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    ABSTRACT: Background Some individuals remain AIDS-free with a high and stable CD4 cell count without antiretroviral therapy (ART) for many years. We estimated long-term progression-free survival after HIV seroconversion and aimed to identify factors associated with loss of long-term non-progression (LTNP) status. Methods For this cohort study, we used data for individuals with well-estimated dates of HIV-1 seroconversion from the CASCADE Collaboration a network of 28 HIV seroconverter cohort studies in Europe, Australia, Canada, and sub-Saharan Africa. The fi rst cohort began enrolling patients in 1979, and for this analysis we used data pooled in May 1, 2011. We defi ned non-progression as being HIV-positive without AIDS, ART-naive, and with CD4 counts of 500 cells per μL or higher. We defi ned LTNP as non-progression during the fi rst 10 years after seroconversion. We used longitudinal methods to characterise LTNP. Findings Of the 4979 HIV seroconverters in our dataset, 3708 (75%) were men. Median time to progression was 2·07 years (95% CI 1·96–2·17), giving estimated progression-free survivals of 18·4% (17·2–19·6) 5 years, 4·0% (3·6–4·5) 10 years, and 1·4% (0·9–1·5) 15 years after seroconversion. The rate of progression did not change beyond 10 years after seroconversion (0·28 [95%CI 0·26–0·31] per person-year at 10 years after seroconversion, 0·24 [0·19–0·29] per person-year at 15 years, and 0·18 [0·10–0·33] per person-year at 20 years). At 10 years since HIV seroconversion, 283 individuals had LTNP, of whom 202 subsequently lost this status (median time to loss of status 2·49 years [2·05–2·92]). In univariable analyses, loss of LTNP status was associated with CD4 cell count at 10 years after seroconversion (p<0·0001) and HIV RNA load at 10 years after seroconversion (p=0·005), but not age (p=0·544), mode of infection (p=0·621), sex (p=0·676), or calendar year of seroconversion (p=0·397). In the multivariable analyses, loss of LTNP status was associated with lower CD4 counts at 10 years after seroconversion (p<0·0001). After exclusion of CD4 cell counts from the model, higher HIV RNA load at 10 years after seroconversion was independently associated with loss of LTNP status (p=0·009). Interpretation Progression-free survival is rare. Most individuals with LTNP eventually lose immunological and clinical control of HIV infection eventually. Funding European Union Seventh Framework Programme.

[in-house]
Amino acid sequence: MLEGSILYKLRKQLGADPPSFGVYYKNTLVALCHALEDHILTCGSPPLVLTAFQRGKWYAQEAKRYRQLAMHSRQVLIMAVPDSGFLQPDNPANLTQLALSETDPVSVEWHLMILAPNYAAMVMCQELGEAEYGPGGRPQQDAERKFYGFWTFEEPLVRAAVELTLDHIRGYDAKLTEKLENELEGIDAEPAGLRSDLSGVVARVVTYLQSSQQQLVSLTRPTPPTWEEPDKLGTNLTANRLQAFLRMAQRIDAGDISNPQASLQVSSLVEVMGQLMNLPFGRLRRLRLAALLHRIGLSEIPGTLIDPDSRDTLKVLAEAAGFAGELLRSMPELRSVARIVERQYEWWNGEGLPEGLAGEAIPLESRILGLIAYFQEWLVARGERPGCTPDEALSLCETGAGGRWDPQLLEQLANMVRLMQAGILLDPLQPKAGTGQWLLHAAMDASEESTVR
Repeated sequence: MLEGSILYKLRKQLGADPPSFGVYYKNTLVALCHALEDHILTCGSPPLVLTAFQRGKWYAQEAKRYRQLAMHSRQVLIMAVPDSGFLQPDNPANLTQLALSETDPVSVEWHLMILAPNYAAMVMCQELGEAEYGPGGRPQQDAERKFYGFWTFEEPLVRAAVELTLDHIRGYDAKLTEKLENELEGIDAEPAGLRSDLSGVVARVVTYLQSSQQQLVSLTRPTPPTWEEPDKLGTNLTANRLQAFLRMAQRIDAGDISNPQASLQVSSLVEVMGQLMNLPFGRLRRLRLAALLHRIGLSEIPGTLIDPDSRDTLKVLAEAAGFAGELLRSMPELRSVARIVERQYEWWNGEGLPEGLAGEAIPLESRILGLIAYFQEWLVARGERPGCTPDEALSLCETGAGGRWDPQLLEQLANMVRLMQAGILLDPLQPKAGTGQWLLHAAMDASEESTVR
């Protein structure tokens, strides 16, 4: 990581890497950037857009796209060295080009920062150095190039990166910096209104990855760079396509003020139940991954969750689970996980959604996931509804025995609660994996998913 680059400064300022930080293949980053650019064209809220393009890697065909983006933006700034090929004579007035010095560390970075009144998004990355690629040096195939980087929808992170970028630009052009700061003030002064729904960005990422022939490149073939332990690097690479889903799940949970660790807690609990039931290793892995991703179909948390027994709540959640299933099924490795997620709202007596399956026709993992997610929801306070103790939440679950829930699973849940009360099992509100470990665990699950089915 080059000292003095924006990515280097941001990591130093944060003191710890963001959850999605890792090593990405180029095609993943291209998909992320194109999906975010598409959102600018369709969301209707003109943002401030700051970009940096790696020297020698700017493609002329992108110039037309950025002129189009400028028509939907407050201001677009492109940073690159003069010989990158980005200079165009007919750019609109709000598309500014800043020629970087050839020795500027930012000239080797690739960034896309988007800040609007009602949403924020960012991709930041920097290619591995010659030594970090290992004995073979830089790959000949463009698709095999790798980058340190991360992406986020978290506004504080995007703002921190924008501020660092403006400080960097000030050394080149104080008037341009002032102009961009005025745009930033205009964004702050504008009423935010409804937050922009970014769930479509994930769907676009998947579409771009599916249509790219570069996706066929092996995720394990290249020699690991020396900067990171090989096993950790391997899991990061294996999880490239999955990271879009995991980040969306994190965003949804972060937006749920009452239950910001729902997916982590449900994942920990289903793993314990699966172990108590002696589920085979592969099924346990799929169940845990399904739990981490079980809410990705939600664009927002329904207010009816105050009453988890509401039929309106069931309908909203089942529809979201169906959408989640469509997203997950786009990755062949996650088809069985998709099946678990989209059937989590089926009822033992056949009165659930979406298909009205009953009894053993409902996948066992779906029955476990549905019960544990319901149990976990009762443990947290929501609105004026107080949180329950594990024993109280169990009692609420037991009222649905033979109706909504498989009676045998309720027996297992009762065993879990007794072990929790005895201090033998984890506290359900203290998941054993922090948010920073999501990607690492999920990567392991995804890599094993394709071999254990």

The Lancet HIV 10/2014; 1(1):e41-e48.
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    ABSTRACT: Ethnic differences have the potential to confound associations between HIV-1 subtype and immunologic progression. We compared declines in CD4 cell counts during untreated infection for the most prevalent HIV-1 subtypes, focusing on distinguishing between the effects of viral subtype and ethnicity. We combined data from 4 European and 6 Canadian cohorts, selecting adults in the stable chronic phase of untreated HIV infection. We estimated the change in square root CD4 cell count over time for subtypes and ethnicities using mixed models, adjusting for covariates selected for their potential effect on initial CD4 cell count or its decline. Data from 9772 patients were analyzed, contributing 79 175 measurements of CD4 cell count and 24 157 person-years of follow-up. Overall, there were no appreciable differences in CD4 cell count decline for viral subtypes A, CRF01_AE, CRF02_AG, C and G compared with viral subtype B; whereas the decline in CD4 cell count in patients of African ancestry was considerably slower than in patients of other ethnicity. When ethnic groups were studied separately, there was evidence for slower declines in CD4 cell count in viral subtypes C, and possibly A and G, compared with viral subtype B in patients of African ancestry but not among patients of other ethnicities, suggesting an interaction between subtype and ethnicity. Ethnicity is a major determinant of CD4 cell count decline; viral subtype differences may have existed but were small compared with the effect of ethnicity and were most apparent in patients of African ancestry. In developing countries, slower CD4 cell count declines among individuals of African descent may translate to a longer asymptomatic phase and increase the opportunity for HIV transmission.
    CMAJ open. 10/2014; 2(4):E318-E329.
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    ABSTRACT: Low bone mineral density (BMD) is common in HIV-positive patients, although the role played by HIV infection versus sociodemographic and metabolic factors remains unclear.
    AIDS (London, England) 09/2014; 28(14):2051-60. · 6.56 Impact Factor
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    ABSTRACT: End-stage kidney disease (ESKD) is a major complication of HIV infection. We observed a 3.8 fold increase in ESKD prevalence among black patients in the UK CHIC cohort during the 12 year study period. As of 2005, 107 patients had an ESKD diagnosis, 69 (64%) of whom were considered suitable for kidney transplantation (KT) and 34 (32%) had received a KT. Survival was similar for KT recipients and those awaiting KT (85% and 89% at five years respectively, p=0.53). Our results endorse the use of KT to manage ESKD in HIV positive patients.
    Journal of acquired immune deficiency syndromes (1999). 07/2014;